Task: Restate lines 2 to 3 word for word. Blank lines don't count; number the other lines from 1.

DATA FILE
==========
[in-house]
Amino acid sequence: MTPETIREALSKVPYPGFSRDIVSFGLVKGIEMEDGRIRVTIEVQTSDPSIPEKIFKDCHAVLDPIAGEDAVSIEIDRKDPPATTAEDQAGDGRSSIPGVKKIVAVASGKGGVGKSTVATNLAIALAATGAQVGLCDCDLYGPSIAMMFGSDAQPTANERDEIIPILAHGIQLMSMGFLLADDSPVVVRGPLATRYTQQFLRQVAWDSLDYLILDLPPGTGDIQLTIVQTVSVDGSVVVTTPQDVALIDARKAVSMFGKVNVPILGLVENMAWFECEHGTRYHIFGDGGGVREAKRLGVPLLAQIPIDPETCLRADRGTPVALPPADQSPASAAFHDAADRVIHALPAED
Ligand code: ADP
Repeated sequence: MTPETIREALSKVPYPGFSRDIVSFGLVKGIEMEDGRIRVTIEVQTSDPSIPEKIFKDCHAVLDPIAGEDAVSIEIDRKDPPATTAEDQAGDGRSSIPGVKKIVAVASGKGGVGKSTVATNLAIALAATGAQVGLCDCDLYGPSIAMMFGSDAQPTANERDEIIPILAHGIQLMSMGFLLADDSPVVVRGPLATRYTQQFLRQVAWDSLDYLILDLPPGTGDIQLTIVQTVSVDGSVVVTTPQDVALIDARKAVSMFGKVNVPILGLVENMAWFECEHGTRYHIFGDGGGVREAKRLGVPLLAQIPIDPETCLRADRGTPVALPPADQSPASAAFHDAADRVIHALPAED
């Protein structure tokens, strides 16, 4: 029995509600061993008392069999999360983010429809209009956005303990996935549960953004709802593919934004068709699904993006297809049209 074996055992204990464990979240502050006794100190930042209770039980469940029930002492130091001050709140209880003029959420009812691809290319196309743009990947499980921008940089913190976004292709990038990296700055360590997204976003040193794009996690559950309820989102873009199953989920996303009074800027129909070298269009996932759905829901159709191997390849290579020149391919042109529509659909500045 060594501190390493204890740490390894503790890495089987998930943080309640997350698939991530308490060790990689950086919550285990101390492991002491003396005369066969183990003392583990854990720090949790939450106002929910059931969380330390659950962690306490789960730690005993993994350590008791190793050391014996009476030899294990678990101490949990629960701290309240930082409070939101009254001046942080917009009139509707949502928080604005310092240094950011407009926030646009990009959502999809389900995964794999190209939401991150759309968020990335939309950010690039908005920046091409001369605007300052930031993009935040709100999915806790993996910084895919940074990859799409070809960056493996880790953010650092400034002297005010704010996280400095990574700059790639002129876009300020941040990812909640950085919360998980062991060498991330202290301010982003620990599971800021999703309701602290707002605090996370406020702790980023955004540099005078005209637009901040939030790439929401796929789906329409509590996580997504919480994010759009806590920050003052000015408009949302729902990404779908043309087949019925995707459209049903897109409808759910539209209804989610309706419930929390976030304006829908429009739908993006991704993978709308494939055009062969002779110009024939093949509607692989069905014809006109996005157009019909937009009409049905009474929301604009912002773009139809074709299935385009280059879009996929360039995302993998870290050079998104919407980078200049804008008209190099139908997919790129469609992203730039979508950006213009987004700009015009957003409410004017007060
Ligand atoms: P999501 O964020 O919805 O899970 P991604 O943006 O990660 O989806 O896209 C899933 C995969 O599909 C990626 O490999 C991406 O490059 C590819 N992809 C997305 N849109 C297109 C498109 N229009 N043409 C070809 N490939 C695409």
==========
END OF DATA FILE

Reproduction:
Amino acid sequence: MTPETIREALSKVPYPGFSRDIVSFGLVKGIEMEDGRIRVTIEVQTSDPSIPEKIFKDCHAVLDPIAGEDAVSIEIDRKDPPATTAEDQAGDGRSSIPGVKKIVAVASGKGGVGKSTVATNLAIALAATGAQVGLCDCDLYGPSIAMMFGSDAQPTANERDEIIPILAHGIQLMSMGFLLADDSPVVVRGPLATRYTQQFLRQVAWDSLDYLILDLPPGTGDIQLTIVQTVSVDGSVVVTTPQDVALIDARKAVSMFGKVNVPILGLVENMAWFECEHGTRYHIFGDGGGVREAKRLGVPLLAQIPIDPETCLRADRGTPVALPPADQSPASAAFHDAADRVIHALPAED
Ligand code: ADP